Business Inventories (January 2019, Manufacturers’ and Trade Inventories, seasonally adjusted): $2.014 trillion (+0.8% vs. December 2018, +5.3% vs. January 2018).
Consumer Credit (February 2019, Outstanding Consumer Credit (non-real estate) Balances, seasonally adjusted): $4.046 trillion (+$15.2 billion vs. January 2019, +5.0% vs  February 2018).

The opinions expressed here are not necessarily those of Kevin’s current employer. No endorsements are implied.

Employers Slammed on the Brakes: March 4 – 8

The U.S. economy had its worst month for job creation in a year and a half in February. Here are the five things we learned from U.S. economic data released during the week ending March 8.

#1Job creation slowed to a crawl in February. The Bureau of Labor Statistics reports that nonfarm employers added a mere 20,000 workers to their payrolls in February, the fewest jobs added in a single month since September 2017 (then caused by hurricanes disrupting economic activity). Over the past three months, payroll gains have averaged 186,000. Private sector employers added 25,000 workers, split between a 57,000 increase in the service sector and a 32,000 job loss in the goods-producing side of the U.S. economy. Among the industries reporting job gains were professional/business services (+42,000), health/social assistance (+22,500), and wholesale trade (+10,900). Dragging down the payrolls report was the 31,000 jobs lost in construction (following a 53,000 gain in January) and an unchanged count of workers in leisure/hospitality following January’s 89,000 gain. The same report finds average hourly wages growing by 11 cents to $27.66 (up 3.4 percent over the past year) and average weekly earnings increasing by $1.02 to $951.50 (up 3.1 percent over the past year).

A separate survey of households paints a better employment picture, including showing that the unemployment rate declined by 2/10ths of a percentage point to 3.8 percent—the measure has stayed within a tight band between 3.7 percent and 4.0 percent over the past year. While 45,000 people left the labor market during the month, the labor force participation rate remained at 63.2 percent. Labor force participation among adults aged 25 to 54 lost a tenth of a percentage point to 82.5 percent, just off from its highest point since April 2010. The count of part-time workers seeking a full-time opportunity dropped to a post-recession low at 4.310 million while the broadest measure of labor underutilization (the “U-6” series) declined to its lowest point since 2001 at 7.3 percent.labor force participation 2008-18 030819

#2The trade deficit widened in 2018. The Census Bureau and the Bureau of Economic Analysis report that export activity slowed by $3.9 billion in December to $264.9 billion (virtually unchanged from December 2017) while imports accelerated by $5.5 billion to $264.9 billion (+3.1 percent versus December 2017). This left the goods and services trade deficit at -$59.8 billion, its largest since 2008. The goods deficit grew by $9.0 billion to -$81.5 billion while the services surplus shrank by $0.5 billion to +$21.8 billion. The trade deficit for all of 2018 totaled -$621.0 billion, up 12.5 percent from 2017 and the equivalent to 3.0 percent of the U.S. gross domestic product (GDP). The 2017 trade deficit of -$552.3 billion was the equivalent to 2.8 percent of that year’s GDP. Export activity grew $118.5 billion in 2018 to $1.672 trillion while imports were $2.563 trillion (up $292.2 billion from their 2017 total).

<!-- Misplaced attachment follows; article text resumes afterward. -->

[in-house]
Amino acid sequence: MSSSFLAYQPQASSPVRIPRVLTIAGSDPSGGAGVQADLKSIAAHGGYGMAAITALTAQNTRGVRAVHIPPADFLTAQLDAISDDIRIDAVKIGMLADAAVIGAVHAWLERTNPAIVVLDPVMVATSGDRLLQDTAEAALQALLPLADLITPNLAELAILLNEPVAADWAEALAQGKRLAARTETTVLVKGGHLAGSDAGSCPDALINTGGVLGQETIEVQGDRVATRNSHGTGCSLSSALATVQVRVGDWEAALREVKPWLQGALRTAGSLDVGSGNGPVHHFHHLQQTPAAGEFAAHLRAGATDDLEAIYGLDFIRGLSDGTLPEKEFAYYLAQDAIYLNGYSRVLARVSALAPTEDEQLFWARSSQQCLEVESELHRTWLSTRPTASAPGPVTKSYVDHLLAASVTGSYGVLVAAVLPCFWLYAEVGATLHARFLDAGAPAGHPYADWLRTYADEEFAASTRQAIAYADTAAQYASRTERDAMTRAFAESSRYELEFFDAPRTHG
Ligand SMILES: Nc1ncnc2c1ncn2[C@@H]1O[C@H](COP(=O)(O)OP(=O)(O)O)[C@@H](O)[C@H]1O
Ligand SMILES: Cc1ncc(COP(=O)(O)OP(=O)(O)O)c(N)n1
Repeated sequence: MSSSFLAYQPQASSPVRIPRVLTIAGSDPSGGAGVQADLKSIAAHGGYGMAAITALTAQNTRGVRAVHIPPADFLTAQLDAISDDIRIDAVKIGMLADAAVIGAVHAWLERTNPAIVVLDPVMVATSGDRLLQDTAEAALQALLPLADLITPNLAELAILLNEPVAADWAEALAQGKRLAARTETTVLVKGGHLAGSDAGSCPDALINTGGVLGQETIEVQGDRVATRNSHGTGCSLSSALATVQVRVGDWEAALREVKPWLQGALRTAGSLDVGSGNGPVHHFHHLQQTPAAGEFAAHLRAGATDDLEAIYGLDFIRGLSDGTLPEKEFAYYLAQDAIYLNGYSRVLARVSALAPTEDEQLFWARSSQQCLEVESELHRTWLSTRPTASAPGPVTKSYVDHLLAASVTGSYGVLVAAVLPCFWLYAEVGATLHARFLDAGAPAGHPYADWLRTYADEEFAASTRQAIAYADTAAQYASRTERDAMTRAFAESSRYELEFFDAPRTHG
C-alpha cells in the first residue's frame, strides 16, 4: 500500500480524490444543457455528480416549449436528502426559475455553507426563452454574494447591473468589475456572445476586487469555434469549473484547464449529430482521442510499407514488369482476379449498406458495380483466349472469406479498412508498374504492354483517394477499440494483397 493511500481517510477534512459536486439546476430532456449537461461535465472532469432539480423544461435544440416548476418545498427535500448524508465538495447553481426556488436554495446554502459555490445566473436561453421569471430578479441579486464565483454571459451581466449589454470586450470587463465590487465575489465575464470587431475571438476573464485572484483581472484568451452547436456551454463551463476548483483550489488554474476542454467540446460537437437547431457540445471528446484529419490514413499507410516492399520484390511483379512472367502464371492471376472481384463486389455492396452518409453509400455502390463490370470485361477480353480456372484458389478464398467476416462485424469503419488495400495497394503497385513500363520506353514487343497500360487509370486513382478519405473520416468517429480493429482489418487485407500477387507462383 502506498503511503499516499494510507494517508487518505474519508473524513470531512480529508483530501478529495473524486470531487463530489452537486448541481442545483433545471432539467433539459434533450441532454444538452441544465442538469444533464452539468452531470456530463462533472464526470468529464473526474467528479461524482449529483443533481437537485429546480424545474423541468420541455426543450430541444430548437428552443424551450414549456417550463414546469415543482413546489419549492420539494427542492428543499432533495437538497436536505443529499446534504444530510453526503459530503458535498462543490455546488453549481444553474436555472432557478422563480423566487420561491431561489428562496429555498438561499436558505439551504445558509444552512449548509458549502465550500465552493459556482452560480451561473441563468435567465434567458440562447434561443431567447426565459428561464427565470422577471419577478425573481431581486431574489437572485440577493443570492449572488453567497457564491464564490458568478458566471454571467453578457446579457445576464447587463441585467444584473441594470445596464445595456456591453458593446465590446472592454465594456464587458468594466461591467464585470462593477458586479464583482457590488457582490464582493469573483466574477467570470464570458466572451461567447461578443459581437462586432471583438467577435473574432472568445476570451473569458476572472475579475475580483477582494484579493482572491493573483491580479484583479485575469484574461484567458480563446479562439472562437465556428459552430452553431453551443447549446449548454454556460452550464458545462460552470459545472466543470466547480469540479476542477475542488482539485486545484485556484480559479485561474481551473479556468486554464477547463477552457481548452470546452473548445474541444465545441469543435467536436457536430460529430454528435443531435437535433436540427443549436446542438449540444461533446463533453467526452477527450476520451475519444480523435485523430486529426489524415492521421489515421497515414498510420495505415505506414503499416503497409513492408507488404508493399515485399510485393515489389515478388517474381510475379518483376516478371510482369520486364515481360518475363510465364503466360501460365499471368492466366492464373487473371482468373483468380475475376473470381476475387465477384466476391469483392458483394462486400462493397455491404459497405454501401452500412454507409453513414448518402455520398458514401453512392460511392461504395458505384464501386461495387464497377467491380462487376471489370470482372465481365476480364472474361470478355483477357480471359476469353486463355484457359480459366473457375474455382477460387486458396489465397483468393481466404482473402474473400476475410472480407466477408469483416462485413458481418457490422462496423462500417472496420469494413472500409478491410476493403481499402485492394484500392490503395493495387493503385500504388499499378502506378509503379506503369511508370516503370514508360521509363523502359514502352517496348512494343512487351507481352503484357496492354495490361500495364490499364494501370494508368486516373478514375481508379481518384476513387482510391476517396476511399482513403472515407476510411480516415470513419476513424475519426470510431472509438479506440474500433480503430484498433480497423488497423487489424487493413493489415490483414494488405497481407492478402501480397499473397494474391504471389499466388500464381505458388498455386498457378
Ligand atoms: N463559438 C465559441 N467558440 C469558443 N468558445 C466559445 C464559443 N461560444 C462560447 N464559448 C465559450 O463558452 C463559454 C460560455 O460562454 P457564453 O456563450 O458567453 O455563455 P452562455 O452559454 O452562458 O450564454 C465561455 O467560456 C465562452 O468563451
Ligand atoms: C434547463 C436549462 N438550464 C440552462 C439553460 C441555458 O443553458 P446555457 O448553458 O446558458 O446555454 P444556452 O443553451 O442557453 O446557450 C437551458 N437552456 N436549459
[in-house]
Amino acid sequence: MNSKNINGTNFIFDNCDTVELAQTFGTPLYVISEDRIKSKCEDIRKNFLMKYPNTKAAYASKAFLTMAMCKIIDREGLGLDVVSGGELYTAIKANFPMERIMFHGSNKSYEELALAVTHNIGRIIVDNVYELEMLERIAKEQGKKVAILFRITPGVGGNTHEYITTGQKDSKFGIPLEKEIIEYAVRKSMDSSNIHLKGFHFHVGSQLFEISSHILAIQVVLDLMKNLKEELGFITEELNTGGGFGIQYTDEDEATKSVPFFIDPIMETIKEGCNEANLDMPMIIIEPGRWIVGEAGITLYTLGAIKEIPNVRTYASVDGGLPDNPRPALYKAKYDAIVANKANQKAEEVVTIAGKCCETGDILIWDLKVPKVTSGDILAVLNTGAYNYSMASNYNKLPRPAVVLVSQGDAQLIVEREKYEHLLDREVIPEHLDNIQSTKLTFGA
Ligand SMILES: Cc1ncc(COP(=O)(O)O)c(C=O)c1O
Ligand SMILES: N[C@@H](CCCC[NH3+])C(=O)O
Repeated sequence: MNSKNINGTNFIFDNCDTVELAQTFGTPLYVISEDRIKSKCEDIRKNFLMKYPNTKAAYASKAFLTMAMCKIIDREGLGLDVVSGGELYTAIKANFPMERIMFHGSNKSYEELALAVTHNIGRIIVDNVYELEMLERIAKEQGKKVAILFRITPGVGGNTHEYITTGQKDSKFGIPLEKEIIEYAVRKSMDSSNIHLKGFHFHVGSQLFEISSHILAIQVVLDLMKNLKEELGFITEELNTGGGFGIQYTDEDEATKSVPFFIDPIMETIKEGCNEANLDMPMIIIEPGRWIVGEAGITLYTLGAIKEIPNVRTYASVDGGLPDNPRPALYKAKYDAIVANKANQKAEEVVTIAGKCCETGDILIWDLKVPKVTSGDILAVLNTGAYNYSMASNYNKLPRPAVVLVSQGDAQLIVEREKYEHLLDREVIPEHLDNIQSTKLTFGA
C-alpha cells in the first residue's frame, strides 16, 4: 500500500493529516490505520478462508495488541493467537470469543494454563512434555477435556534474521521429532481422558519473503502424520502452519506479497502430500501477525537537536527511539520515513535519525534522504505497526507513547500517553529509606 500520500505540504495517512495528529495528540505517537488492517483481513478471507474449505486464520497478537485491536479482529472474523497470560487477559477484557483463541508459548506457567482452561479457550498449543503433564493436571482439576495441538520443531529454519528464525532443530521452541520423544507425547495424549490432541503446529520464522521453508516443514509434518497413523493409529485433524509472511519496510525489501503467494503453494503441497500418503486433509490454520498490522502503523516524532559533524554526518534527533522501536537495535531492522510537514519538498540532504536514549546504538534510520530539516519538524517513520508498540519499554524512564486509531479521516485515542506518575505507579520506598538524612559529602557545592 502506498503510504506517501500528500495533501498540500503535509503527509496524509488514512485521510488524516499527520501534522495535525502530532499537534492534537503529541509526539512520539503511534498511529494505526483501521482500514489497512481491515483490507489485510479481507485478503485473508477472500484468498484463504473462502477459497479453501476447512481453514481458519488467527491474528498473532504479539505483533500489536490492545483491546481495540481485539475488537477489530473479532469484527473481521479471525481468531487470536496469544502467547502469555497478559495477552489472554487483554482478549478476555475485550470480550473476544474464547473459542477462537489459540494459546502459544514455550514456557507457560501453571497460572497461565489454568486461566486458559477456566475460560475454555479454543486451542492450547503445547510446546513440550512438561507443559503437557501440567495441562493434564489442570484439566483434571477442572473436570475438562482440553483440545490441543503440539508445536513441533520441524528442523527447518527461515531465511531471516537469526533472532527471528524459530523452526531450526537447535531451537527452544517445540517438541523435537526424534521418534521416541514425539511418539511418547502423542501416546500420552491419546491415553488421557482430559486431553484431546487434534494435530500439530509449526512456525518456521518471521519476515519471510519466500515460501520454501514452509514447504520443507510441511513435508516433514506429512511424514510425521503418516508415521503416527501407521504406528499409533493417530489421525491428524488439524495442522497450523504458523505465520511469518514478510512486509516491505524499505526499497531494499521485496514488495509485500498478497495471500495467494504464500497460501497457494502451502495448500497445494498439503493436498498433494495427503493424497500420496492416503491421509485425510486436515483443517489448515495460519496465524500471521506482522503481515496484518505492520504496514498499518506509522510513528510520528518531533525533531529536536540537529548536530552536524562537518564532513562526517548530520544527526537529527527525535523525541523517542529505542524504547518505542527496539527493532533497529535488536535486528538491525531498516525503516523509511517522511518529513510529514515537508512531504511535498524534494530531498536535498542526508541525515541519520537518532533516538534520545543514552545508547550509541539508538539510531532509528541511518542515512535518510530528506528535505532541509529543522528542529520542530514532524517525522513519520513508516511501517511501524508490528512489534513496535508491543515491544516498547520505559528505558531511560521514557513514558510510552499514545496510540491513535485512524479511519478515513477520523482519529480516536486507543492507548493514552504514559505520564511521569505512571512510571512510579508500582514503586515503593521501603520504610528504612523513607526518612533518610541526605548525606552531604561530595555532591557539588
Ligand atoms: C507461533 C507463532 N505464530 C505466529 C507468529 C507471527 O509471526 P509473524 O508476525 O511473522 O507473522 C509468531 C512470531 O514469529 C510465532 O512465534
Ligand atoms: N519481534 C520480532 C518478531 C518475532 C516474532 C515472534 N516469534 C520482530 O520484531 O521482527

#3The service sector expanded more robustly in February. The NMI, the headline index from the Institute for Supply Management’s Nonmanufacturing Report on Business, jumped three full points to a reading of 59.7. This was the NMI’s 109th straight month with a reading above 50.0, the threshold between an expanding and contracting service sector. Three of the NMI’s four components improved during the month: new orders (up 7.5 points), business activity/production (up 5.0 points), and supplier deliveries (+2.0 points). The component tracking employment shed 2.6 points during the month. All 18 nonmanufacturing sectors expanded during February, led by transportation/warehousing, management of companies/support services, and wholesale trade. While staying “most optimistic,” survey respondents were “concerned about the uncertainty of tariffs, capacity constraints and employment resources.”

#4Construction spending slowed in December. The Census Bureau places the seasonally adjusted annualized value of construction put into place at $1.293 trillion, representing a 0.6 percent drop from November but still a 1.6 percent advance from a year earlier. Private sector construction spending also slowed 0.6 percent in December to an annualized rate of $991.2 billion (+0.8 percent versus December 2018). Private residential construction spending slumped 1.4 percent while nonresidential spending edged up 0.4 percent. Public sector construction spending suffered a matching 0.6 percent drop during the month to an annualized $296.0 billion (+4.8 percent December 2017).

#5New home sales rebounded in December. The partial federal government shutdown delayed report on December new home sales found the annualized count of transactions grew 3.7 percent during the month to 621,000 units. While this was the best month for the Census Bureau data series since last May, new home sales remained 2.4 percent below the year-ago pace. Sales grew during the month in three of four Census regions during December, with the Midwest being the negative outlier. There were 344,000 new homes available for purchase at the end of December, up 3.0 percent for the month and 17.0 percent from December 2017 and the equivalent to a 6.6 month supply. The former was dragged down by declines in exports of petroleum/crude oil and aircraft while the latter blossomed because of increased imports of computers/accessories and consumer goods.

Other U.S. economic data released over the past week: